Broken Flowers

on August 05, 2005 by Sheri Linden
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The sweetly melancholy "Broken Flowers," winner of the Grand Prix at Cannes 2005, is Jim Jarmusch's most mainstream effort to date, but it remains firmly within the writer-director's tradition of episodic films that resist sentimentality and neat wrap-ups. Bill Murray's patented brand of deadpan ennui is a sure fit for the tale of a middle-aged Don Juan (named Don Johnston) who embarks on a reluctant trip down memory lane. The pilgrimage lets Murray play opposite a dream cast of actresses in five discrete sequences.

Fed up with his refusal to settle down, Don's girlfriend (Julie Delpy, all too briefly) moves out of his oversize house on the same day a mysterious pink envelope arrives in the mail. The letter -- quaintly typewritten, in red ink -- informs Don that he's the father of a 19-year-old son who might be looking for him. In an offbeat spin on unknown-father syndrome, the mother of that boy leaves her bombshell missive unsigned. Don is blasé about the revelation, but his amateur sleuth neighbor, Winston (a delightful turn by Jeffrey Wright), eagerly digs in to solve the mystery, asking for a list of Don's girlfriends from 20 years ago and creating a road-trip itinerary complete with plane, hotel and car-rental reservations. Mainly as a distraction from the oppressive emptiness of home, where he perches on the leather couch like an uncomfortable guest (a striking contrast to the welcoming, lived-in clutter of Winston's five-child household), Don agrees to hit the road.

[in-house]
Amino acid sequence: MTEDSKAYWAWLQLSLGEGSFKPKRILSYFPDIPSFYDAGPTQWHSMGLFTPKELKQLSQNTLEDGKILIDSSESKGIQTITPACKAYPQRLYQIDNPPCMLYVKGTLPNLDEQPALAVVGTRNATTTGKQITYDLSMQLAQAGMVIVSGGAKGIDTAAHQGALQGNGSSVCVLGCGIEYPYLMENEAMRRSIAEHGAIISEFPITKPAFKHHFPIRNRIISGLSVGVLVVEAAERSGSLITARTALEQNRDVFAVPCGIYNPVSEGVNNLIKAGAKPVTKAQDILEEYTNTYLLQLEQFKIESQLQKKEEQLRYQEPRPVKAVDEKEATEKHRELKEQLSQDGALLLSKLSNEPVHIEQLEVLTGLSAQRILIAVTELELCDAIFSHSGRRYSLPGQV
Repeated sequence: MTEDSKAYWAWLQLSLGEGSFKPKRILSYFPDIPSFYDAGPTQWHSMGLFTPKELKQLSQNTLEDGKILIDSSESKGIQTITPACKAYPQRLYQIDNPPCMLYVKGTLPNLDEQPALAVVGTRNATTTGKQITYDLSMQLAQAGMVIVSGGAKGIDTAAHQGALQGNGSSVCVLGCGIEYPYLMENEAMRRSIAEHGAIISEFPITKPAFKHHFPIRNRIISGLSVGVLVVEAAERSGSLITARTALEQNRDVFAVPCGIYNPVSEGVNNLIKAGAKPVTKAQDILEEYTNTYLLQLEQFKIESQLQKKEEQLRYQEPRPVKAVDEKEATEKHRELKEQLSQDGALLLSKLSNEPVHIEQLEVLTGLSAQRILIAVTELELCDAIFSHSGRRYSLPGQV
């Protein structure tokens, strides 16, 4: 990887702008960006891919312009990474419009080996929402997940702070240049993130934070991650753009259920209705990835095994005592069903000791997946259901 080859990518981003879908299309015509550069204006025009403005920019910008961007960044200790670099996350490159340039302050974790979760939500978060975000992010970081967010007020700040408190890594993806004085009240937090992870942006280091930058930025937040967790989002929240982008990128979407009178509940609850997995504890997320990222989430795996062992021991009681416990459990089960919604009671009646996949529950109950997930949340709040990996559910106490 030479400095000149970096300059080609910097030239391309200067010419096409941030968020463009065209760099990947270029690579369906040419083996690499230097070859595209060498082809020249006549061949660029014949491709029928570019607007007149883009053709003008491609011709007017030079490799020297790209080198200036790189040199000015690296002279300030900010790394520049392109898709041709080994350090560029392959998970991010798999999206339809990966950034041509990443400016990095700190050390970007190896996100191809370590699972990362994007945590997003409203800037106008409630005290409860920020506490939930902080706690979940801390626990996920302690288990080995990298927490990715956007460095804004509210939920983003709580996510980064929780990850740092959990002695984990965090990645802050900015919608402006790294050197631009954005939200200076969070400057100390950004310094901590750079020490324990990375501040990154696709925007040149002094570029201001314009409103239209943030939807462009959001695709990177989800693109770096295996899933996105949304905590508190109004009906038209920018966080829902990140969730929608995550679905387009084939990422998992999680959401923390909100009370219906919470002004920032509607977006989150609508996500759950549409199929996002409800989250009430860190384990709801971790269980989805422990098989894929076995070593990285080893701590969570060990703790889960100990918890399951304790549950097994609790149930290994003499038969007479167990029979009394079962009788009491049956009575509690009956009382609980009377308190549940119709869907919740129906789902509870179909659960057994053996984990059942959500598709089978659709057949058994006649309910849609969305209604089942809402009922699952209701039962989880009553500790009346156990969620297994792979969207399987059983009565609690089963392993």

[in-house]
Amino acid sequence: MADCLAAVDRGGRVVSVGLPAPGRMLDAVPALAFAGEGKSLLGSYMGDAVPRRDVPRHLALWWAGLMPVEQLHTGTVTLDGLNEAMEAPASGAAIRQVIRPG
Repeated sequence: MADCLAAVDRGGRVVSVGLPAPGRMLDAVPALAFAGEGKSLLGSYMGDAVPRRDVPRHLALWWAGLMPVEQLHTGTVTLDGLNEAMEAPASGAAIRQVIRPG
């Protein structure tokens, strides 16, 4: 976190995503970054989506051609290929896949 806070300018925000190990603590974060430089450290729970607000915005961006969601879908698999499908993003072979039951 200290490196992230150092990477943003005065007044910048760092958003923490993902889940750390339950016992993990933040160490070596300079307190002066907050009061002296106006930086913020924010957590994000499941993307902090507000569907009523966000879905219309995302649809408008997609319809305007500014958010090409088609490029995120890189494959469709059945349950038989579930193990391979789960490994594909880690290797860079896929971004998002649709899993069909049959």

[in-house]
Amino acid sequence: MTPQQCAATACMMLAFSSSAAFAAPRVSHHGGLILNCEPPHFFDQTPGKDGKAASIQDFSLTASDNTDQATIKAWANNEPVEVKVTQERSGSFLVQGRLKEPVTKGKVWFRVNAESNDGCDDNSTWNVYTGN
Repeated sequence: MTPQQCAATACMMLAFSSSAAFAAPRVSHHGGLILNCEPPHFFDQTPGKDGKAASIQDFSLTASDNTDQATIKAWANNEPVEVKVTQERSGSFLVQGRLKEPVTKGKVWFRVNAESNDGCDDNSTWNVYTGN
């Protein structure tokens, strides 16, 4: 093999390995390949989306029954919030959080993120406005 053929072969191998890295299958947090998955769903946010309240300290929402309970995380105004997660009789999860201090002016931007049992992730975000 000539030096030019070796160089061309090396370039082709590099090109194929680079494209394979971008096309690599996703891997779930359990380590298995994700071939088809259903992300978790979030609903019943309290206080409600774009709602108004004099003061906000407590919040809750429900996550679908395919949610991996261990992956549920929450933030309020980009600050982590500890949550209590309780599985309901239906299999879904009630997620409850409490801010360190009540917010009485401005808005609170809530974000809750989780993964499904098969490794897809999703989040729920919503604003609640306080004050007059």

Don's visits to four exes take him through unidentified locales that all have a rural-suburban feel, though from various points on the economic scale. His offering of pink flowers meets varying responses: open arms from the widowed mother (Sharon Stone) of a teenage daughter appropriately named Lolita (Alexis Dziena), awkward hospitality from an ex-hippie who's now into real estate (Frances Conroy), condescension from a New Age animal communicator (Jessica Lange) and outright hostility from a backwoods biker chick (a raven-haired, unrecognizable Tilda Swinton). Pell James ("The King") plays a helpful florist employee named Sun Green, in a nod to a character in the film "Greendale" by Neil Young, who's worked with Jarmusch on several projects.

In the kind of angst-weighted role that's become his specialty, Murray delivers wonderfully dry comic moments as a weary but willing traveler. "Broken Flowers" ends on a pleasingly poignant note without relinquishing its gentle absurdity. Starring Bill Murray, Jeffrey Wright, Sharon Stone, Frances Conroy, Jessica Lange, Tilda Swinton, Julie Delpy, Alexis Dziena and Chloe Sevigny. Directed and written by Jim Jarmusch. Produced by Jon Kilik and Stacey Smith. A Focus release. Comedy/Drama. Not yet rated. Running time: 105 min

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